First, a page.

Make no mistake – today’s Comprehensive Spending Review was, overall, good news for housing. We’ve been calling on the Chancellor to do much, much more to increase house building ever since the 60% cut to the budget in 2010. You can do so too, here. Today, that cut was finally reversed as the budget for the three years 2018-2021 was roughly doubled.
This is welcome – given some pretty toe-curling rumours going around in the run up to today’s announcement: that the entire house building budget would be scrapped, that housing associations would be privatised, that existing social homes would all be sold off or given away. Happily, none of these have happened. Instead we’re promised a significant increase in government investment in new homes – which will finally be treated as part of the nation’s vital infrastructure.
Less positively the bulk of this investment will be going towards homes to buy, with little or nothing for those on lower incomes facing the brunt of our affordable housing shortage. This is a major flaw in the plan, but is hardly surprising, as it’s in keeping with the Conservatives’ election manifesto and other recent announcements. That said, it’s still better than it might have been. We’re very concerned that Starter Homes (for sale at 20% off the market rate) will be totally unaffordable to most people – but at least this is not the only product the CSR will fund. There will be increased funding for Shared Ownership too, and while this is still not affordable for around half of the country, it’s better than Starter Homes, as at least the public investment is preserved for future generations. And there was also a small commitment to pilot a ‘Rent to Buy’ product – something we’ve long thought has potential for those who cannot afford to buy under the existing schemes.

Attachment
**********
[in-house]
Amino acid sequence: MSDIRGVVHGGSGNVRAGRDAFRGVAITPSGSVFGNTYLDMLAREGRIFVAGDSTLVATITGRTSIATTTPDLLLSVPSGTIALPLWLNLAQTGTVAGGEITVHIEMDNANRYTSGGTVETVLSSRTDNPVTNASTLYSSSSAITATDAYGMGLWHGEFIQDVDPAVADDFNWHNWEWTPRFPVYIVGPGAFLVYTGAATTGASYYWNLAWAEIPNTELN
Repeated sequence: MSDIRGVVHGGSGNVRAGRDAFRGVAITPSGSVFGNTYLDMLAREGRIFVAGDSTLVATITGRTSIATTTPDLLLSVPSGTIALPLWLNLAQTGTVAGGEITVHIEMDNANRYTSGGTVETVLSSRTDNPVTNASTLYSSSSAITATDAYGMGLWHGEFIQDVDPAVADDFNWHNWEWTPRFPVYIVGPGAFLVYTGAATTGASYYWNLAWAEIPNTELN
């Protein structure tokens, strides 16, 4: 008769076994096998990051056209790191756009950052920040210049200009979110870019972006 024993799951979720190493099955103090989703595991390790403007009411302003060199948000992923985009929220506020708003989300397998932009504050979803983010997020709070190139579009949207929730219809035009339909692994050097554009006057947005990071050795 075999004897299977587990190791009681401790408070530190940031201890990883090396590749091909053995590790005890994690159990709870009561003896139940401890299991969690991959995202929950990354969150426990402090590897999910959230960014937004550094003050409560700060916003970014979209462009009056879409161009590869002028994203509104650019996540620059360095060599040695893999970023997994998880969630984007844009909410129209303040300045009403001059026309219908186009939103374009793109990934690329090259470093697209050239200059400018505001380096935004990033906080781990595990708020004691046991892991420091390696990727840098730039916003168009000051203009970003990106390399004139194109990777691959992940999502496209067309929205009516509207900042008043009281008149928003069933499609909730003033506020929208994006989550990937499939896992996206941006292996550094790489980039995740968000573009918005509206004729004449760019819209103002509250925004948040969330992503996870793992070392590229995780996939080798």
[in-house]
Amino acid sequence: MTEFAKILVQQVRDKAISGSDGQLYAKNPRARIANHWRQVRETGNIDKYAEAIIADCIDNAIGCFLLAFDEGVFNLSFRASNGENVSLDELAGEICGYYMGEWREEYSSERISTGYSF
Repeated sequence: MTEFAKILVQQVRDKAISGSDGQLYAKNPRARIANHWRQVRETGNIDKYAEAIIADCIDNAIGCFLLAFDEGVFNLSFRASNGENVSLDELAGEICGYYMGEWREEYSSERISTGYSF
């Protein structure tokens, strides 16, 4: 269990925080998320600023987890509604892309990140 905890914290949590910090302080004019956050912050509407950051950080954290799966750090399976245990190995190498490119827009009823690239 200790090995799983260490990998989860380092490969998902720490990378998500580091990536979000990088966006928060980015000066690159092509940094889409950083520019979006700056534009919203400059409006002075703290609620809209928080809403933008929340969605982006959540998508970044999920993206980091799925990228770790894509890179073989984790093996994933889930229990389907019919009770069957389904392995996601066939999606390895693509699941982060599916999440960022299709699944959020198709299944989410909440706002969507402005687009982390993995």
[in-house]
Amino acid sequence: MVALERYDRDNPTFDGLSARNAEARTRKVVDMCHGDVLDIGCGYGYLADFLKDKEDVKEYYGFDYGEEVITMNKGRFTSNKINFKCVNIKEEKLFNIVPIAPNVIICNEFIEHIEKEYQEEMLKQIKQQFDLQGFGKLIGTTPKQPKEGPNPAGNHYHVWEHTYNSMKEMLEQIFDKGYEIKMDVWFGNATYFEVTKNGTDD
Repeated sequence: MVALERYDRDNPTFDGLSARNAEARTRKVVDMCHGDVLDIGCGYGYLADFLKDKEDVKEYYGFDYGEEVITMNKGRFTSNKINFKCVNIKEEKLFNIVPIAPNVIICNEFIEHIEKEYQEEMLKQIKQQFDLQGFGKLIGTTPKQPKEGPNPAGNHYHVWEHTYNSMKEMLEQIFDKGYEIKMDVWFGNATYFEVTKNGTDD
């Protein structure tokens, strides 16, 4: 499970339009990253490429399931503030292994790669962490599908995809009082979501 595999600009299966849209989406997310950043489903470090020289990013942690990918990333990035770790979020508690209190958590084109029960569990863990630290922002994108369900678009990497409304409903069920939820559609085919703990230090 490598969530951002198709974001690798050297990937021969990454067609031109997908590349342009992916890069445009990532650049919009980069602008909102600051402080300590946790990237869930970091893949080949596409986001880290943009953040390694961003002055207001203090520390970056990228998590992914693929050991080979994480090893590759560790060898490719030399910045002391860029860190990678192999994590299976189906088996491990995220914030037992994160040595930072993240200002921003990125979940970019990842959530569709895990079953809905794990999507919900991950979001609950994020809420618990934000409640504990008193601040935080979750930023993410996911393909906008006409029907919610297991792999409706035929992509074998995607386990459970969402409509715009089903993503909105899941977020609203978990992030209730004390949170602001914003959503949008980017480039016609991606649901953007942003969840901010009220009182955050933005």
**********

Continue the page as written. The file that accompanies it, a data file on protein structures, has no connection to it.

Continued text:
We’re also pleased to see the Chancellor recognising that the housing market is not a level playing field. Buy to Let landlords, and wealthy second home buyers, have huge advantages over Britain’s hard pressed first time buyers. The total value of Buy to Let mortgages on new home purchases has increased by 40% over the last year alone. Osborne’s plan to increase Stamp Duty on these buyers is a good idea, especially as he’s explicitly promised to use the revenue to support new building.
Finally, it seems that the Homelessness Prevention Grant has been spared the axe: this provides vital support for local authorities to help people facing homelessness, and there were fears it might go.
It’s not all good news though. There’s a worrying cut to the housing benefit that social tenants will be able to claim from 2018, which will hit some vulnerable tenants hard – potentially making it impossible for them to get a secure, low rent home at all. And there’s a technical change to the way that Temporary Accommodation is paid for that could increase the strain on a part of our housing safety net that’s already under intolerable pressure. We’ll need to analyse these proposals in detail, and will be keeping a careful eye on developments.
And of course, there are still plenty of damaging things in the Housing and Planning Bill going through Parliament as we speak. Most importantly the forced sale of existing council homes on the open market is a totally unwarranted attack on genuinely affordable homes to rent, and one that we will continue to fight. But at least the Chancellor seems to have found new money to support today’s house building pledges, rather than relying on yet more sell offs of the homes we already have.
All in all, it’s great that the Chancellor has heard our calls for more investment in the homes we so urgently need. In the last three months, 23,703 people signed our petition calling him to do so.
We’ll be holding the government’s feet to the fire to honour the positive pledges made today – and continuing to campaign for more genuinely affordable homes as part of the mix.